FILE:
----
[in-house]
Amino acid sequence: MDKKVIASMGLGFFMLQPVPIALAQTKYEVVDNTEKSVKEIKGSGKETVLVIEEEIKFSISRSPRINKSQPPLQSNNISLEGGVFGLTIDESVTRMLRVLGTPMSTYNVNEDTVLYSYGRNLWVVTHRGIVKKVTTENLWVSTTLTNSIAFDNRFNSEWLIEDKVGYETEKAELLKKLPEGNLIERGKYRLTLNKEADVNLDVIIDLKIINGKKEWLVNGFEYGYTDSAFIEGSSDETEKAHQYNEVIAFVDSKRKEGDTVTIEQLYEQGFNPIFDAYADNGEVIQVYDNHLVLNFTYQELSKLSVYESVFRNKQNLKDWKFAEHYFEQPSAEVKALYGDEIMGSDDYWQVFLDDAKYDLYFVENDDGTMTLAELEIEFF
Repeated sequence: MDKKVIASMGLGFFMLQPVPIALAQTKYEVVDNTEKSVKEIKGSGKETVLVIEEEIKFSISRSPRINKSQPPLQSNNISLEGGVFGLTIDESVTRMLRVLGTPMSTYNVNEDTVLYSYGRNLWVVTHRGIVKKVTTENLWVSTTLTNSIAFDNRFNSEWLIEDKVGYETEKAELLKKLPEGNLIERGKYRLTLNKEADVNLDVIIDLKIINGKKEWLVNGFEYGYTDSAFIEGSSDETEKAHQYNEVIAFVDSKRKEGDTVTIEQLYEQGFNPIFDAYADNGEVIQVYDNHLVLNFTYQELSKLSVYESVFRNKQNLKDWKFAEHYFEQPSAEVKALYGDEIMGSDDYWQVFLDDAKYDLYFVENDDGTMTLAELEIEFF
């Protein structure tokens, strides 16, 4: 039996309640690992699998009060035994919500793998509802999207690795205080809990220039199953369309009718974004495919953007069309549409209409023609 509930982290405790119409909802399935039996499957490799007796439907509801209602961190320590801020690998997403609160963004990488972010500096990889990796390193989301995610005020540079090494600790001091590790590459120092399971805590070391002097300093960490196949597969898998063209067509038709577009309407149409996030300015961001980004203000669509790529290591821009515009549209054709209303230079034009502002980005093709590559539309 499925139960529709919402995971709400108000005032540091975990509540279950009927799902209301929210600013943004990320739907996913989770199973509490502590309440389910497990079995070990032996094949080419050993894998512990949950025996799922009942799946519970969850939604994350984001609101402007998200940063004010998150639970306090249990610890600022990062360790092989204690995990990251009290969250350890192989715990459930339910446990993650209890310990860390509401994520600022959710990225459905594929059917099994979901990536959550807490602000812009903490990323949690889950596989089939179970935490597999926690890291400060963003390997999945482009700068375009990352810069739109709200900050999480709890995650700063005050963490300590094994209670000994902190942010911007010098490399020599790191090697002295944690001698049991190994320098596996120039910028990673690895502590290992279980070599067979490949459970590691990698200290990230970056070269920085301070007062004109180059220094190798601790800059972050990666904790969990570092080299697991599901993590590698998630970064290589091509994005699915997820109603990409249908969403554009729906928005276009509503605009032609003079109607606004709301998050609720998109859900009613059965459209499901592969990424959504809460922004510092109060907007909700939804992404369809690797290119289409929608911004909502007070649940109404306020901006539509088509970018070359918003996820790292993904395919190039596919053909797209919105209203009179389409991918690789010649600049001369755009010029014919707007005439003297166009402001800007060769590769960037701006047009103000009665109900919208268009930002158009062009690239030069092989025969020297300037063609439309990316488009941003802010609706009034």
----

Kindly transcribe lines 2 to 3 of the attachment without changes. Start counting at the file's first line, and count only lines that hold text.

Amino acid sequence: MDKKVIASMGLGFFMLQPVPIALAQTKYEVVDNTEKSVKEIKGSGKETVLVIEEEIKFSISRSPRINKSQPPLQSNNISLEGGVFGLTIDESVTRMLRVLGTPMSTYNVNEDTVLYSYGRNLWVVTHRGIVKKVTTENLWVSTTLTNSIAFDNRFNSEWLIEDKVGYETEKAELLKKLPEGNLIERGKYRLTLNKEADVNLDVIIDLKIINGKKEWLVNGFEYGYTDSAFIEGSSDETEKAHQYNEVIAFVDSKRKEGDTVTIEQLYEQGFNPIFDAYADNGEVIQVYDNHLVLNFTYQELSKLSVYESVFRNKQNLKDWKFAEHYFEQPSAEVKALYGDEIMGSDDYWQVFLDDAKYDLYFVENDDGTMTLAELEIEFF
Repeated sequence: MDKKVIASMGLGFFMLQPVPIALAQTKYEVVDNTEKSVKEIKGSGKETVLVIEEEIKFSISRSPRINKSQPPLQSNNISLEGGVFGLTIDESVTRMLRVLGTPMSTYNVNEDTVLYSYGRNLWVVTHRGIVKKVTTENLWVSTTLTNSIAFDNRFNSEWLIEDKVGYETEKAELLKKLPEGNLIERGKYRLTLNKEADVNLDVIIDLKIINGKKEWLVNGFEYGYTDSAFIEGSSDETEKAHQYNEVIAFVDSKRKEGDTVTIEQLYEQGFNPIFDAYADNGEVIQVYDNHLVLNFTYQELSKLSVYESVFRNKQNLKDWKFAEHYFEQPSAEVKALYGDEIMGSDDYWQVFLDDAKYDLYFVENDDGTMTLAELEIEFF